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ORIGINAL ARTICLE
Year : 2017  |  Volume : 6  |  Issue : 2  |  Page : 78-83

Magnitude of arthropathy in patients with hemophilia: A single-center experience


Department of Pathology, College of Medicine, Hawler Medical University; Department of Laboratory Hematology, Nanakali Hemato-Oncology Teaching Centre, Erbil, Iraq

Correspondence Address:
Rawand Polus Shamoon
Department of Pathology, College of Medicine, Hawler Medical University, Erbil
Iraq
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Source of Support: None, Conflict of Interest: None


DOI: 10.4103/ijh.ijh_24_17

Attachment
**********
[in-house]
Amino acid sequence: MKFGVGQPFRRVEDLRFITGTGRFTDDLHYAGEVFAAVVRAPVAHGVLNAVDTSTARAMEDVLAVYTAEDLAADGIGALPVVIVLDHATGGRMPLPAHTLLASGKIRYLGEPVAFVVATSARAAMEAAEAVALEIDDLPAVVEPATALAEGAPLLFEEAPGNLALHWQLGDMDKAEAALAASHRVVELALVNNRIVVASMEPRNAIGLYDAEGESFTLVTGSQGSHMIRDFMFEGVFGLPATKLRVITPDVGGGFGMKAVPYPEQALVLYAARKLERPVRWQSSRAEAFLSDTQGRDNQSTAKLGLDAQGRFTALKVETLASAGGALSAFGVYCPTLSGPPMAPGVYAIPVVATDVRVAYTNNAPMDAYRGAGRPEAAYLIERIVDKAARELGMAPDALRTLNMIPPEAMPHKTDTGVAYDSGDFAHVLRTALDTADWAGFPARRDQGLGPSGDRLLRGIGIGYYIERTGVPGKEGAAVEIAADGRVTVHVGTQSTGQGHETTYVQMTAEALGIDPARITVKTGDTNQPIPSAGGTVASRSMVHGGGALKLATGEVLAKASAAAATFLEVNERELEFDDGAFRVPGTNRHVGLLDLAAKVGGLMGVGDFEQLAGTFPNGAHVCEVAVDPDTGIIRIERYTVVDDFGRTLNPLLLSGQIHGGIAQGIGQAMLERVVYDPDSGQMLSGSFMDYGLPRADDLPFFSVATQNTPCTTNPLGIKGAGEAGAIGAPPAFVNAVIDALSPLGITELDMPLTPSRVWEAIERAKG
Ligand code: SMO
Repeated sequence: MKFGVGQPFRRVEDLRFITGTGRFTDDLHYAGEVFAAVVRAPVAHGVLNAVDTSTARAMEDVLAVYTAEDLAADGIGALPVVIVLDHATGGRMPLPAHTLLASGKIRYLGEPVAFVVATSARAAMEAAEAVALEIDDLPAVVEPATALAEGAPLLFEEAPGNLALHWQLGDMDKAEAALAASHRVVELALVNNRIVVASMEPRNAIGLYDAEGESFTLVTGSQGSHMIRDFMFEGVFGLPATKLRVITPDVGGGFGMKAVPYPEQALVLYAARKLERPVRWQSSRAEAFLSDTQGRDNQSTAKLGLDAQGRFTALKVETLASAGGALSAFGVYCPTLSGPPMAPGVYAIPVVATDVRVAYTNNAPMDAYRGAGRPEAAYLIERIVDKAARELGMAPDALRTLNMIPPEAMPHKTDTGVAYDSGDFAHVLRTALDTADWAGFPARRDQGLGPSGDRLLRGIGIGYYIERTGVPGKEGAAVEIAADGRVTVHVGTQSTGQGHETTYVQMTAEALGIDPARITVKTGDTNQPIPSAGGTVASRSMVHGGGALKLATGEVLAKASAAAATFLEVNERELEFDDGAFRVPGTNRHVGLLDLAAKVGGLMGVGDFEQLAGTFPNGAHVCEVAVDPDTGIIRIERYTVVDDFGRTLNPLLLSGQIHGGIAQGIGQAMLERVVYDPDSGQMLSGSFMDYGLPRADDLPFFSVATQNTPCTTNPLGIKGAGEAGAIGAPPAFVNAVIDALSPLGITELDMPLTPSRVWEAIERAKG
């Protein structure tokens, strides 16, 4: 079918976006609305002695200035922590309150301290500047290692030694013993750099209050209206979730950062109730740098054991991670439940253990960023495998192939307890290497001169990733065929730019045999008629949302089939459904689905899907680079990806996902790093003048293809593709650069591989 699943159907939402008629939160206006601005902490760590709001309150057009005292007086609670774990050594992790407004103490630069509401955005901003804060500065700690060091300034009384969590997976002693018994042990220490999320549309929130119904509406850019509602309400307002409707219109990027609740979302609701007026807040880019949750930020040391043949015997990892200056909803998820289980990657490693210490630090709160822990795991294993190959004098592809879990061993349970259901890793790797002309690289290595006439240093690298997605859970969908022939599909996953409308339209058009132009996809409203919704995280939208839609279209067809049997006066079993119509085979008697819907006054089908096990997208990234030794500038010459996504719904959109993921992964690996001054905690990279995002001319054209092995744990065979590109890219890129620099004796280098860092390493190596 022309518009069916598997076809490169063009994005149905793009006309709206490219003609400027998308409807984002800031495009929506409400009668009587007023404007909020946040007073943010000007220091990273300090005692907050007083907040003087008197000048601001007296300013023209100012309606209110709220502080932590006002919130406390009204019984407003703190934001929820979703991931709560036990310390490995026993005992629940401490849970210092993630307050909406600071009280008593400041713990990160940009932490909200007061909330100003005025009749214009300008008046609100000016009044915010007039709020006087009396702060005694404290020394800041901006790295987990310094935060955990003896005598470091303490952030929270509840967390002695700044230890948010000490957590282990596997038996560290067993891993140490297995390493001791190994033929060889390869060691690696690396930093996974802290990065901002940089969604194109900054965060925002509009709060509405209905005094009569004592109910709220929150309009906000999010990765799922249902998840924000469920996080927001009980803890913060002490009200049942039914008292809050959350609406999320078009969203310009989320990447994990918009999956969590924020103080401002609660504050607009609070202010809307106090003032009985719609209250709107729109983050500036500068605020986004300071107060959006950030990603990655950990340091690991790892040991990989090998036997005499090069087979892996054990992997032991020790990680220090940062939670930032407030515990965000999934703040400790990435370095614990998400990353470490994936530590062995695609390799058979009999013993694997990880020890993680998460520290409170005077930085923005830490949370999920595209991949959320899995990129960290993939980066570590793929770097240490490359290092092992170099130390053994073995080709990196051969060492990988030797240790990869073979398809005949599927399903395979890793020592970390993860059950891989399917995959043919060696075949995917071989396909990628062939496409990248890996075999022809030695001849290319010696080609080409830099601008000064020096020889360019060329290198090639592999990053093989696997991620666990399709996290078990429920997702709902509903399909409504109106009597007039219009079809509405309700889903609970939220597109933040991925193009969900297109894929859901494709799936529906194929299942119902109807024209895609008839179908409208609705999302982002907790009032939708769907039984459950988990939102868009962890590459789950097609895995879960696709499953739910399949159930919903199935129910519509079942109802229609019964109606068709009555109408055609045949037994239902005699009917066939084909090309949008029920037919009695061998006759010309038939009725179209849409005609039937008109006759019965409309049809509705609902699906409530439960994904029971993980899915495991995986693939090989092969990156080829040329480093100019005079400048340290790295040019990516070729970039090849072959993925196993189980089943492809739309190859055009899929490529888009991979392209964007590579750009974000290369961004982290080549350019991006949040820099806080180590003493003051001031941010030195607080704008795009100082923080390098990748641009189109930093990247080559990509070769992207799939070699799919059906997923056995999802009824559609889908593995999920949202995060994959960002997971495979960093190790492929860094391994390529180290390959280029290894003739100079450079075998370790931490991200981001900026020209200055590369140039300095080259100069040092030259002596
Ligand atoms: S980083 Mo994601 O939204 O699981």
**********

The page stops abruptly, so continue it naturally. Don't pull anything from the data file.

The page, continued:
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Background: Hemophilia is a sex-linked bleeding disorder. Affected patients suffer spontaneous or post-traumatic bleeding into various sites of the body, mainly into joints, depending on the level of coagulation factor deficiency. Aims: This descriptive study is designed to assess the prevalence and extent of arthropathy and evaluate the functional status of hemophiliacs in Erbil, Northern Iraq. Settings And Design: A descriptive study of all registered hemophiliacs at Nanakali Hemato-Oncology Teaching Centre, Erbil, Iraq. Patients And Methods: Over 15 months (October 2015 to February 2017), a total of 133 hemophilia patients were studied. Their hospital records were used to retrieve clinical and laboratory data, mainly their coagulation profile. All patients were clinically examined at the daycare center; plain radiography was used to evaluate the degree of joint damage based on Petterson score. The magnitude of joint disease was assessed, and patients' functional status was evaluated depending on Functional Independence Score in Hemophilia (FISH). Statistical Analysis Used: Statistical analysis used MS Excel 2010. Results: Hemophiliacs mean age was 12.9 years. Patients with severe hemophilia presented earlier and had more bleeding episodes. At least one bout of hemarthrosis was recorded in 103/133 patients during the course of their disease with knee joint most frequently involved (in eighty patients) followed by elbow, ankle, wrist, and shoulder. The Petterson score related significantly to age of the patient, number of bleeds, and severity of hemophilia. Majority, 67%, of hemophiliacs found to have the limitation of movement. FISH score significantly related with factor activity level. Functional disability was encountered in 9.7% of cases; majority had severe hemophilia. Conclusions: The incidence and severity of joint bleeding and functional disability were high. The FISH and Pettersson scoring systems are very useful tools in assessing patients with hemophilic arthropathy.


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